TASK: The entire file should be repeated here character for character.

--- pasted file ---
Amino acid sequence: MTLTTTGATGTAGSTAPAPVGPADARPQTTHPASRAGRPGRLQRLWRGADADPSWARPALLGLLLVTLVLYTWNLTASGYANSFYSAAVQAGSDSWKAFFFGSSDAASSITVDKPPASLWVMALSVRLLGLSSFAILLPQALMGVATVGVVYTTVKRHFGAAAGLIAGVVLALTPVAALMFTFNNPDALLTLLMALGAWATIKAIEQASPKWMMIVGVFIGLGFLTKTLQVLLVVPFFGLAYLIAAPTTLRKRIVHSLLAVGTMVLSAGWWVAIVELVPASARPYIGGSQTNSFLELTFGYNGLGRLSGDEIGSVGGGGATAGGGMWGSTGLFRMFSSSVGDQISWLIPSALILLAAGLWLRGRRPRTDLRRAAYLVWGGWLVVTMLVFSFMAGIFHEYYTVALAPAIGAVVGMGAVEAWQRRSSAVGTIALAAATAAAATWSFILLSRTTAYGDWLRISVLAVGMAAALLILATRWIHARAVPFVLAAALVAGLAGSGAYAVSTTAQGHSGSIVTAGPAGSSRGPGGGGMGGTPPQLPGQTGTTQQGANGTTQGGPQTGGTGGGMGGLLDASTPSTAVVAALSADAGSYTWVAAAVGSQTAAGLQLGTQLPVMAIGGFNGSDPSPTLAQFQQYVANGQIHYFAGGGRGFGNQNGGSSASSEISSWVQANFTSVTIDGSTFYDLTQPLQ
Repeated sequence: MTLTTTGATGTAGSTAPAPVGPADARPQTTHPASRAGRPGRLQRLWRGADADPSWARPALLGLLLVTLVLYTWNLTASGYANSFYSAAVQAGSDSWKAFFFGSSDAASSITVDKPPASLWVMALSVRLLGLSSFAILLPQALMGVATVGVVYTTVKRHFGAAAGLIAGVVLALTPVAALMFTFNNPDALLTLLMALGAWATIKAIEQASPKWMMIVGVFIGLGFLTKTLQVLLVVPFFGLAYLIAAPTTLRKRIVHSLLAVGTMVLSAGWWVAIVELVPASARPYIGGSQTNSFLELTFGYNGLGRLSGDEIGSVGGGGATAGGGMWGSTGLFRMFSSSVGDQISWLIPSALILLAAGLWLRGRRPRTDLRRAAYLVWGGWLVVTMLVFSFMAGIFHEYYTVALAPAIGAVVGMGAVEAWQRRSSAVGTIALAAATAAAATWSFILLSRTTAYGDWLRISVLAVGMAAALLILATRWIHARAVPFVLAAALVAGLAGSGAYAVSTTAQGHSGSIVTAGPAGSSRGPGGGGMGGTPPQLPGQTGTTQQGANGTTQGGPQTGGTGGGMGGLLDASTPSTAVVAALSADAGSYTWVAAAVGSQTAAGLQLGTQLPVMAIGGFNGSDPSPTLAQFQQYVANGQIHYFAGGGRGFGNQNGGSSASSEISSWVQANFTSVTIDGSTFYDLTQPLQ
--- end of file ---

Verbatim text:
Amino acid sequence: MTLTTTGATGTAGSTAPAPVGPADARPQTTHPASRAGRPGRLQRLWRGADADPSWARPALLGLLLVTLVLYTWNLTASGYANSFYSAAVQAGSDSWKAFFFGSSDAASSITVDKPPASLWVMALSVRLLGLSSFAILLPQALMGVATVGVVYTTVKRHFGAAAGLIAGVVLALTPVAALMFTFNNPDALLTLLMALGAWATIKAIEQASPKWMMIVGVFIGLGFLTKTLQVLLVVPFFGLAYLIAAPTTLRKRIVHSLLAVGTMVLSAGWWVAIVELVPASARPYIGGSQTNSFLELTFGYNGLGRLSGDEIGSVGGGGATAGGGMWGSTGLFRMFSSSVGDQISWLIPSALILLAAGLWLRGRRPRTDLRRAAYLVWGGWLVVTMLVFSFMAGIFHEYYTVALAPAIGAVVGMGAVEAWQRRSSAVGTIALAAATAAAATWSFILLSRTTAYGDWLRISVLAVGMAAALLILATRWIHARAVPFVLAAALVAGLAGSGAYAVSTTAQGHSGSIVTAGPAGSSRGPGGGGMGGTPPQLPGQTGTTQQGANGTTQGGPQTGGTGGGMGGLLDASTPSTAVVAALSADAGSYTWVAAAVGSQTAAGLQLGTQLPVMAIGGFNGSDPSPTLAQFQQYVANGQIHYFAGGGRGFGNQNGGSSASSEISSWVQANFTSVTIDGSTFYDLTQPLQ
Repeated sequence: MTLTTTGATGTAGSTAPAPVGPADARPQTTHPASRAGRPGRLQRLWRGADADPSWARPALLGLLLVTLVLYTWNLTASGYANSFYSAAVQAGSDSWKAFFFGSSDAASSITVDKPPASLWVMALSVRLLGLSSFAILLPQALMGVATVGVVYTTVKRHFGAAAGLIAGVVLALTPVAALMFTFNNPDALLTLLMALGAWATIKAIEQASPKWMMIVGVFIGLGFLTKTLQVLLVVPFFGLAYLIAAPTTLRKRIVHSLLAVGTMVLSAGWWVAIVELVPASARPYIGGSQTNSFLELTFGYNGLGRLSGDEIGSVGGGGATAGGGMWGSTGLFRMFSSSVGDQISWLIPSALILLAAGLWLRGRRPRTDLRRAAYLVWGGWLVVTMLVFSFMAGIFHEYYTVALAPAIGAVVGMGAVEAWQRRSSAVGTIALAAATAAAATWSFILLSRTTAYGDWLRISVLAVGMAAALLILATRWIHARAVPFVLAAALVAGLAGSGAYAVSTTAQGHSGSIVTAGPAGSSRGPGGGGMGGTPPQLPGQTGTTQQGANGTTQGGPQTGGTGGGMGGLLDASTPSTAVVAALSADAGSYTWVAAAVGSQTAAGLQLGTQLPVMAIGGFNGSDPSPTLAQFQQYVANGQIHYFAGGGRGFGNQNGGSSASSEISSWVQANFTSVTIDGSTFYDLTQPLQ